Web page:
For our regular readers, you will know that we have been spending last several months looking deep into how waste is managed in China, with a specific focus on how recycled waste is collected, sorted, and processed in Shanghai.
This is driven in part by the belief that Shanghai has, and will, serve as a model for city development in China going forward. It is a city that not only has experienced accelerated population and economic growth, but has quickly grown into one of the fastest growing consumer economies in the last decade. And this growth has presented some unique local challenges and solution providers.
It is a topic where we have spoken at length about material economics, and the actors themselves, but we never told the most important story of all. The story of where all the waste goes.
To learn more about this system, we embarked on a journey. We interviewed informal collectors, tracked down collection sites across the city, and looked at how different materials travel through Shanghai’s waste disposal system. Through this process, we followed over 30 waste samples, including plastic bottles, aluminum cans, cardboard packaging, Styrofoam, iron shelves, copper, carpet, wood, and steel – all materials found in your average household. We focused to learn more about the collection and sorting process (and actors) and the infrastructure for diverting or managing the waste.
In some cases, while waste without value would be picked up and moved to the landfill by a single company, the route for information was more far complex and almost entirely out of government hands. A private collector would load the waste onto his tricycle, and sell the material to multiple third parties where it gets treated. First, they would ship it to a nearby sorting and collection site, then a waste compressor, a large collection site, a recycling facility, and finally a manufacturer that could reprocess and reuse the waste.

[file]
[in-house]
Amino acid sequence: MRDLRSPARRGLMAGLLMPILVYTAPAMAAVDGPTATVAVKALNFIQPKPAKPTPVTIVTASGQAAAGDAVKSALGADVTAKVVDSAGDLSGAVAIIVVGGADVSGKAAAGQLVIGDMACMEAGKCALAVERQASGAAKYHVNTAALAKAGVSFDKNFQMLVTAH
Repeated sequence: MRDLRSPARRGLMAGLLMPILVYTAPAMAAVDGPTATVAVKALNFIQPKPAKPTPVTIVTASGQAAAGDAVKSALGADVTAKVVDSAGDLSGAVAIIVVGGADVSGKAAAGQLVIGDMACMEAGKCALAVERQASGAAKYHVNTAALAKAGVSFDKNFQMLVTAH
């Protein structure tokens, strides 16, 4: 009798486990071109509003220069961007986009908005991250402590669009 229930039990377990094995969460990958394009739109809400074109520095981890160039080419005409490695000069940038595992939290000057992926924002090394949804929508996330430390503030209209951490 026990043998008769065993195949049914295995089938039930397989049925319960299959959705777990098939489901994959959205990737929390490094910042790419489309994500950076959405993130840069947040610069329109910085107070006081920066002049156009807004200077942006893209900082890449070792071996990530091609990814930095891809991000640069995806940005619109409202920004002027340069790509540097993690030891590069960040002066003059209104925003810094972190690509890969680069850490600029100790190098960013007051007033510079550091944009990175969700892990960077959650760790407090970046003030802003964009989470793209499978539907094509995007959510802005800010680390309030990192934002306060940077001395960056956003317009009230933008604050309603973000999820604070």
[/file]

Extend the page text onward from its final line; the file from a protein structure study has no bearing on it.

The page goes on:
Three treatment processes
Routes were certainly difficult to follow, but over time, patterns began to appear. In particular, the household materials we tracked, which (broadly) found themselves following path to three treatment processes:
Most of the materials we tracked actually went to recycling plants – and with surprising efficiency. Within two to three days of disposal, all of our plastic bottles, aluminum cans, wood, metal, and cardboard packaging went from waste bin to manufacturer. When following the materials into a recycler, or even to a manufacturer who has the ability to take the waste and reprocess it, we were encouraged to find that some materials were able to go from the waste bin into inventory in a week. For some materials, like paper and cardboard, it was fast – at 3-5 days. While for others, like metal, it could take measurably longer.
Of the materials we tracked, few went to incinerators. Only some plastic bottles fell into this category. Private collectors sold them to small compressors that crushed and flattened the bottles. Then the material is burned in incinerators and its ashes were disposed in government landfills. Shanghai currently owns five incinerators, but is determined to build more over the next few years. As they shift away from landfills, Shanghai will expand facilities by a significant margin – building eight new incinerators by 2020.
Landfill or Dumping Site